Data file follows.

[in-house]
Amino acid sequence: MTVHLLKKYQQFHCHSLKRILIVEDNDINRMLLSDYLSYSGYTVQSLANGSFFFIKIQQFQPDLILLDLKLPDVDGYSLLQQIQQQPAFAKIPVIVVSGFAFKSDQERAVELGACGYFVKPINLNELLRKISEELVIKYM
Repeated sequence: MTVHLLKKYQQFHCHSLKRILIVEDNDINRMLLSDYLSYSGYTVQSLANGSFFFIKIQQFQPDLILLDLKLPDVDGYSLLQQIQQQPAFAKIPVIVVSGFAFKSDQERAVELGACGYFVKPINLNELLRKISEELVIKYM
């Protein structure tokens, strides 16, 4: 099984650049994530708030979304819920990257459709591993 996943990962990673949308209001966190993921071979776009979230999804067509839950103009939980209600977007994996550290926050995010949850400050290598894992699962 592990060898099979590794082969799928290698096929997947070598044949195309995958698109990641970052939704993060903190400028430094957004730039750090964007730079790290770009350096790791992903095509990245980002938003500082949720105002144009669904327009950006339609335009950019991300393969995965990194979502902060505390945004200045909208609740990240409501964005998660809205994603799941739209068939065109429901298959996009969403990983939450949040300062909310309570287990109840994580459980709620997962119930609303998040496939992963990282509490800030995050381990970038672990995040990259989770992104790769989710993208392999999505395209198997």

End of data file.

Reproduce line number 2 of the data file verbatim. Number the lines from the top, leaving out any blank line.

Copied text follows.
Amino acid sequence: MTVHLLKKYQQFHCHSLKRILIVEDNDINRMLLSDYLSYSGYTVQSLANGSFFFIKIQQFQPDLILLDLKLPDVDGYSLLQQIQQQPAFAKIPVIVVSGFAFKSDQERAVELGACGYFVKPINLNELLRKISEELVIKYM